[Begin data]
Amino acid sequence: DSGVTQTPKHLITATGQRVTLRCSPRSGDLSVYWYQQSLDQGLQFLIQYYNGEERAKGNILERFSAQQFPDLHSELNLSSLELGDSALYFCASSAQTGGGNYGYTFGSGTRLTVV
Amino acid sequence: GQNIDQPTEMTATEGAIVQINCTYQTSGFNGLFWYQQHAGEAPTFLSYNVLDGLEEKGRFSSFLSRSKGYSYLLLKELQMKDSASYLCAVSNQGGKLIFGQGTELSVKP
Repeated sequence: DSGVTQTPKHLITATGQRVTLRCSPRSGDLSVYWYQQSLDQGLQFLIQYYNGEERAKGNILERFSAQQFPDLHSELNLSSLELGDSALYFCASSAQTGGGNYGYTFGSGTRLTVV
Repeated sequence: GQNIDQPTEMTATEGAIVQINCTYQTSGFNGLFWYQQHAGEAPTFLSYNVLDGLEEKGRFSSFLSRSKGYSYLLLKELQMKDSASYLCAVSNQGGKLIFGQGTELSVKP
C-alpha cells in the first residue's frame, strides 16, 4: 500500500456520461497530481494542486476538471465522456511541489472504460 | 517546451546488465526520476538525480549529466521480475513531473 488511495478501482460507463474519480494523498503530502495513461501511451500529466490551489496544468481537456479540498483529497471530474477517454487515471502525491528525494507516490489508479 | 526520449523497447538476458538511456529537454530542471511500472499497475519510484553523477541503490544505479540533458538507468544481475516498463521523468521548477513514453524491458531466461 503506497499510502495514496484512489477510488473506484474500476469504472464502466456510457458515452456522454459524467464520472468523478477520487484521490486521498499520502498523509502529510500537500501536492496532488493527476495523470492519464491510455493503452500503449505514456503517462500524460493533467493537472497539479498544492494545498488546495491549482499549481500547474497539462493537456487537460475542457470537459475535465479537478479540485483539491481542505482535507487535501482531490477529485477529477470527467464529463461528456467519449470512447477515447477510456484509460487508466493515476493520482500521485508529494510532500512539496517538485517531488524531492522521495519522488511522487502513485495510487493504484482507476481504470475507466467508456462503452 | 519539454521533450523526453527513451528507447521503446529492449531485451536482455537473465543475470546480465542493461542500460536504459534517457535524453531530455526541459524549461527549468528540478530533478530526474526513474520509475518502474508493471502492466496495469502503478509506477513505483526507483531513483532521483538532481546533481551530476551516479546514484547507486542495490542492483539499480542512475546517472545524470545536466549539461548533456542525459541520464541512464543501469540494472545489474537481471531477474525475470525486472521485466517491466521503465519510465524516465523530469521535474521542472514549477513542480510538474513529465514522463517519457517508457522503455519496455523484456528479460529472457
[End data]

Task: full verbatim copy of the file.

Amino acid sequence: DSGVTQTPKHLITATGQRVTLRCSPRSGDLSVYWYQQSLDQGLQFLIQYYNGEERAKGNILERFSAQQFPDLHSELNLSSLELGDSALYFCASSAQTGGGNYGYTFGSGTRLTVV
Amino acid sequence: GQNIDQPTEMTATEGAIVQINCTYQTSGFNGLFWYQQHAGEAPTFLSYNVLDGLEEKGRFSSFLSRSKGYSYLLLKELQMKDSASYLCAVSNQGGKLIFGQGTELSVKP
Repeated sequence: DSGVTQTPKHLITATGQRVTLRCSPRSGDLSVYWYQQSLDQGLQFLIQYYNGEERAKGNILERFSAQQFPDLHSELNLSSLELGDSALYFCASSAQTGGGNYGYTFGSGTRLTVV
Repeated sequence: GQNIDQPTEMTATEGAIVQINCTYQTSGFNGLFWYQQHAGEAPTFLSYNVLDGLEEKGRFSSFLSRSKGYSYLLLKELQMKDSASYLCAVSNQGGKLIFGQGTELSVKP
C-alpha cells in the first residue's frame, strides 16, 4: 500500500456520461497530481494542486476538471465522456511541489472504460 | 517546451546488465526520476538525480549529466521480475513531473 488511495478501482460507463474519480494523498503530502495513461501511451500529466490551489496544468481537456479540498483529497471530474477517454487515471502525491528525494507516490489508479 | 526520449523497447538476458538511456529537454530542471511500472499497475519510484553523477541503490544505479540533458538507468544481475516498463521523468521548477513514453524491458531466461 503506497499510502495514496484512489477510488473506484474500476469504472464502466456510457458515452456522454459524467464520472468523478477520487484521490486521498499520502498523509502529510500537500501536492496532488493527476495523470492519464491510455493503452500503449505514456503517462500524460493533467493537472497539479498544492494545498488546495491549482499549481500547474497539462493537456487537460475542457470537459475535465479537478479540485483539491481542505482535507487535501482531490477529485477529477470527467464529463461528456467519449470512447477515447477510456484509460487508466493515476493520482500521485508529494510532500512539496517538485517531488524531492522521495519522488511522487502513485495510487493504484482507476481504470475507466467508456462503452 | 519539454521533450523526453527513451528507447521503446529492449531485451536482455537473465543475470546480465542493461542500460536504459534517457535524453531530455526541459524549461527549468528540478530533478530526474526513474520509475518502474508493471502492466496495469502503478509506477513505483526507483531513483532521483538532481546533481551530476551516479546514484547507486542495490542492483539499480542512475546517472545524470545536466549539461548533456542525459541520464541512464543501469540494472545489474537481471531477474525475470525486472521485466517491466521503465519510465524516465523530469521535474521542472514549477513542480510538474513529465514522463517519457517508457522503455519496455523484456528479460529472457